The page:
When I had my stroke, in October of my 28th year, I, among other things, lost my ability for communicating, what I call, “abstract thought,” for a time. Slowly, getting it back, for me, meant facing all I was previously denying because I WILL NEVER TAKE IT FOR GRANTED AGAIN. There was no guarantee people would even be able to understand me, verbally, again. At one point I was convinced I’d be stuck in my own head, with little outlet, forever.

Let me explain further. This may get convoluted because my cognition is still a bit off but, as I mentioned in my ramblings previously, working it out, via text, is helping me “unlock” things, even as I type.

They say, “Hindsight is 20/20.” I’ve been trying to figure out the meaning of “life, the universe, and everything,” since I-can’t-remember when. I’ve, unintentionally, hurt so many people along the way and I was like, “Why you mad, bro?”

I understand now.

I’ve been living according to my dual nature. I don’t, by any means, have a split-personality disorder or anything like that but I’m, constantly, at odds with my emotional self and my logical side. I’m, constantly, battling with my id and super ego. I’m my own worst enemy. I suppose that’s true with most people but it’s hard when your center of gravity is off and you know it, but you sense that everything you do to combat that feeling, is approached . . . just . . . wrong. For the first time, in my life, I’m trying to find a balance and find peace within myself.

So, I’ve been REALLY analyzing myself. One thing Kevin Smith taught me at a young age was that, “Understanding is reached only after confrontation.” That phrase always stuck with me. It’s tough when you want attention but to be left alone. You love supporting your friends but hate crowds. You want to move forward but fear change. You hold onto grudges, while letting other things slide. Understanding and patient with some things, yet like, “WTF?!” with others. Angry, yet apathetic. Codependent, yet independent. Empathic, not sympathetic. Et-fucking-cetera.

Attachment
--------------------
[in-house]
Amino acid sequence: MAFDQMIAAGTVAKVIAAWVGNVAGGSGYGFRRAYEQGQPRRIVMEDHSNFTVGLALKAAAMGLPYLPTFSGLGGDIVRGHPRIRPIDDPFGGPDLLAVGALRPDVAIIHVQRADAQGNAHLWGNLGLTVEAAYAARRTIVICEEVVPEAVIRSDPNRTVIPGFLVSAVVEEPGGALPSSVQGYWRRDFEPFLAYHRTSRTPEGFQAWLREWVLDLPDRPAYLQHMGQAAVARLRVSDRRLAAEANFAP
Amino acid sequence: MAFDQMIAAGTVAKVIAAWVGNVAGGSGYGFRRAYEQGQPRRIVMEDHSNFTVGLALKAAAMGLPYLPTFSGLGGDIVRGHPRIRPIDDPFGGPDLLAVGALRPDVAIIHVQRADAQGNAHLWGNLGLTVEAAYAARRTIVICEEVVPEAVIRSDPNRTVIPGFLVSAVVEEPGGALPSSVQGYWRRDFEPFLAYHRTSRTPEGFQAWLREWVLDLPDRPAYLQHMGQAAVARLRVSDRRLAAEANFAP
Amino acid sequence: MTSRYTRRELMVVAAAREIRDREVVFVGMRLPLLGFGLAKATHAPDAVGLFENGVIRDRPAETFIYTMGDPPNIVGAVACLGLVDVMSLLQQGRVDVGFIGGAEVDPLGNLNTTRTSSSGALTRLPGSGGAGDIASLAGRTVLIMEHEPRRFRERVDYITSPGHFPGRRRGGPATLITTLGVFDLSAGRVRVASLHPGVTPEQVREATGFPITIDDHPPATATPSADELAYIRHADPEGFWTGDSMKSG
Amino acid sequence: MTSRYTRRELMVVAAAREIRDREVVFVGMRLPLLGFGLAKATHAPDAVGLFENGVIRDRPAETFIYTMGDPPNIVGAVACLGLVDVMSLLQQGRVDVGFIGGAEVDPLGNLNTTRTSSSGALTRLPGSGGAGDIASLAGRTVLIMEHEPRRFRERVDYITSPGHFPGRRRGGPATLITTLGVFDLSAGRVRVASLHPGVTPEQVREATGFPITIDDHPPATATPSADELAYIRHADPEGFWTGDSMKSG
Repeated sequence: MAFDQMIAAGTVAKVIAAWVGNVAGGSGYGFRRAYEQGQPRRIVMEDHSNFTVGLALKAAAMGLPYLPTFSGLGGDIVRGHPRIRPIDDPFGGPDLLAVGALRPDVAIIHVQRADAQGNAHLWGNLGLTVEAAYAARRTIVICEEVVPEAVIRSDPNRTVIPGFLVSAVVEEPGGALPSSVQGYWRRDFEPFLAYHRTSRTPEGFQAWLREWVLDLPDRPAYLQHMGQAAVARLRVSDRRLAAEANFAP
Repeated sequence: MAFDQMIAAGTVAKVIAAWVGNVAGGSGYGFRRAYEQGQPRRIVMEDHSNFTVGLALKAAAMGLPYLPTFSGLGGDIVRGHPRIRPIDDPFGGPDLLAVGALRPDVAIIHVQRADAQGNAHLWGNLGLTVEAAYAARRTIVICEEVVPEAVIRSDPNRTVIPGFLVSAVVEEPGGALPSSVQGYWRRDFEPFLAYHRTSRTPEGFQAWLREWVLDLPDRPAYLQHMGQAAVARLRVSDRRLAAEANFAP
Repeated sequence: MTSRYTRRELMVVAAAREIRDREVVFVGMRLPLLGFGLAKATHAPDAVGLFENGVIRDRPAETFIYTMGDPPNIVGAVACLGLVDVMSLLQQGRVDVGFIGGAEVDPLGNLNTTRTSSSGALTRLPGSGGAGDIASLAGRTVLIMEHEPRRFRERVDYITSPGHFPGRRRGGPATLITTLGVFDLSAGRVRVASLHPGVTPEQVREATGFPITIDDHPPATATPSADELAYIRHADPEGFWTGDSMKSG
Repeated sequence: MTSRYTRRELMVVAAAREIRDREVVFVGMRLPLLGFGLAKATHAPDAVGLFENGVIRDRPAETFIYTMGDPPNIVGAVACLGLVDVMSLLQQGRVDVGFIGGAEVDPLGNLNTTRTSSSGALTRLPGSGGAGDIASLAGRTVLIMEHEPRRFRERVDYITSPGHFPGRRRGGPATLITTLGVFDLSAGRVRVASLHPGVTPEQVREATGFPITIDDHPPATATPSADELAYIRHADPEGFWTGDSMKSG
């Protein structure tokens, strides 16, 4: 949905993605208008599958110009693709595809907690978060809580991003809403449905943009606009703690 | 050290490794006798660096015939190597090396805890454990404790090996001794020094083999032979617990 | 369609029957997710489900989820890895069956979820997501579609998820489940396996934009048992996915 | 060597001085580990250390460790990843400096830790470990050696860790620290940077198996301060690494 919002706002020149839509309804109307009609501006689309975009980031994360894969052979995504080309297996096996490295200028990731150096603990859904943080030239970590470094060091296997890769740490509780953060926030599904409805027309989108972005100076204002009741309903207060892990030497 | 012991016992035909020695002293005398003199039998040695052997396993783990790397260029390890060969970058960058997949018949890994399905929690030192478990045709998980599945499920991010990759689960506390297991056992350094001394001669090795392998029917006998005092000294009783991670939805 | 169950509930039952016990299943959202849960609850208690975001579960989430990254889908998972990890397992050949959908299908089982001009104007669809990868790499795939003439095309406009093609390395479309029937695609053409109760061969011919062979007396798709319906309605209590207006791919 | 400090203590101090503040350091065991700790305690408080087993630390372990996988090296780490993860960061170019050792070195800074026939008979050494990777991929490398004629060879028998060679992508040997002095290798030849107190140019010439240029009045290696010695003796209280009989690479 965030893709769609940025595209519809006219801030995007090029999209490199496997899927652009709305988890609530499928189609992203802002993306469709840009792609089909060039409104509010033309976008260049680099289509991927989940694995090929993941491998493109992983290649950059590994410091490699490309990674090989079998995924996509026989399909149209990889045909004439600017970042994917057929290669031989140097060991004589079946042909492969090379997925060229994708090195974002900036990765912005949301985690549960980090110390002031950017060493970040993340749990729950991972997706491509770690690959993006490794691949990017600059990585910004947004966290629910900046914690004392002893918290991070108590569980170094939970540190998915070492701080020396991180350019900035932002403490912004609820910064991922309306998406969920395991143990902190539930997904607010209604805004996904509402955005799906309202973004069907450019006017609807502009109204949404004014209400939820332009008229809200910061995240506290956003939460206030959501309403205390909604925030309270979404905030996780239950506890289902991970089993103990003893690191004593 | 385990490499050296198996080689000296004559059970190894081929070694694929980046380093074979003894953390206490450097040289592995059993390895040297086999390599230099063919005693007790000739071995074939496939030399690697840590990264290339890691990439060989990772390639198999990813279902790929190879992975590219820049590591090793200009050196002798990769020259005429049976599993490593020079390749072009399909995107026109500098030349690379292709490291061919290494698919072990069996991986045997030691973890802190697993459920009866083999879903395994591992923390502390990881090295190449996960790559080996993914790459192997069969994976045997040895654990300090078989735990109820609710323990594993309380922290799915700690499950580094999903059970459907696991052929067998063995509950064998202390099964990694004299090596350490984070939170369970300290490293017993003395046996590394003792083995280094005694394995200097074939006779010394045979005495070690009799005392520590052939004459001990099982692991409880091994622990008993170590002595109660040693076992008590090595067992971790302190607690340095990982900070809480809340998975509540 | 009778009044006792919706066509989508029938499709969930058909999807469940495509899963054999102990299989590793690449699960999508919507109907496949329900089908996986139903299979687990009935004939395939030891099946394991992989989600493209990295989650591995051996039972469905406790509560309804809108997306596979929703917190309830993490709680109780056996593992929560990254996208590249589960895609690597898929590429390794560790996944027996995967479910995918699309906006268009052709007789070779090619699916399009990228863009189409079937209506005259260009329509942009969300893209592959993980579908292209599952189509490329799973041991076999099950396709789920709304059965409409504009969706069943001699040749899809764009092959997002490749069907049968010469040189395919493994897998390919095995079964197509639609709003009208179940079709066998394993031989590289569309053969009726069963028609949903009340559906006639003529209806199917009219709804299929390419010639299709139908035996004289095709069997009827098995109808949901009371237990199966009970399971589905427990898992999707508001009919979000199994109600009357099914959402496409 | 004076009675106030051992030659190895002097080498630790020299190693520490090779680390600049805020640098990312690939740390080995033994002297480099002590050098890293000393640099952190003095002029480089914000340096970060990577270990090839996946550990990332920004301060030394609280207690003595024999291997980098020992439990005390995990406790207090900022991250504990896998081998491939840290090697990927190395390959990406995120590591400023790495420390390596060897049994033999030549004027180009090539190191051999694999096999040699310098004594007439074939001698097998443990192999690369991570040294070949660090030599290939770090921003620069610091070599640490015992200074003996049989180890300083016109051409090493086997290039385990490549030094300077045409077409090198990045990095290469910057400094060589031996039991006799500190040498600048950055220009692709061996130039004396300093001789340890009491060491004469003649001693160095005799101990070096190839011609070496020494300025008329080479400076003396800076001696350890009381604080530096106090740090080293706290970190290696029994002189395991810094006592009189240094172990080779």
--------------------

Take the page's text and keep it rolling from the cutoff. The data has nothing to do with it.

I realized, recently, that, in trying to be unlike the people who’ve done me wrong in life, I was doing the opposite, so much so, that I was doing just as much damage. I was so unaware and in such denial. How could I not have known?! I became, through the years, so hellbent on protecting other people that I was only deceiving myself, thereby, doing what was adverse to my intentions and leaving myself even more vulnerable. I knew something was off within me but I couldn’t pinpoint what it was.

One of my pet peeves is when people break promises. In trying to only make promises I can keep, I appear indecisive or uninterested.

I hate being patronized or lied to. So, I’m either too truthful or say nothing at all, depending on the person or situation.

In past months, I’ve dug deep and have been thinking about what got me here; to this point in my life. I’ve realized that what I’ve suppressed and tried to move on from, is at the root of my passion, drive, self-destruction, anxieties, dreams, nightmares, maternal nature, my insatiable appetite, my desire to be loved and never left . . .

Before my stroke, I didn’t have time to think about all those things. I made sure of it. If I wasn’t working, I was traveling or partying. I was running on empty, and I didn’t care because I was trying to make other people happy.

There’s nothing wrong with living life by the Golden Rule but I was doing it at my own expense. Now, my body won’t allow it. I was running around like a chicken with my head lopped off, before. Now, I can’t even imagine having the energy to do a fraction of the things I used to do, day-by-day. Oh well.

Improvise. Adapt. Overcome.

I’m grateful for the opportunity to become the person I always knew I was capable of becoming. I BELIEVE I’ll do great things.

When I first had the stroke, I thought it broke me. I was emotionally back where I was ten years ago. Just . . . lost and in a dark place. But, I’ve learned so much throughout that time, that I’ll be back on my feet soon. I know I will. My bouts with depression, I feel like, will always be an issue but, they’re getting more manageable as time goes on.

I think part of ANY recovery is asking YOURSELF the hard questions and being honest with YOURSELF, before anything, about the answers. Only then, can you start to rebuild and IT’S NEVER TOO LATE! Nobody’s perfect. Everyone has flaws. It’s human nature.

Do your best. If you’re having trouble, regroup. “Dust yourself off and try again.”

The name of the game is, “Adaption.”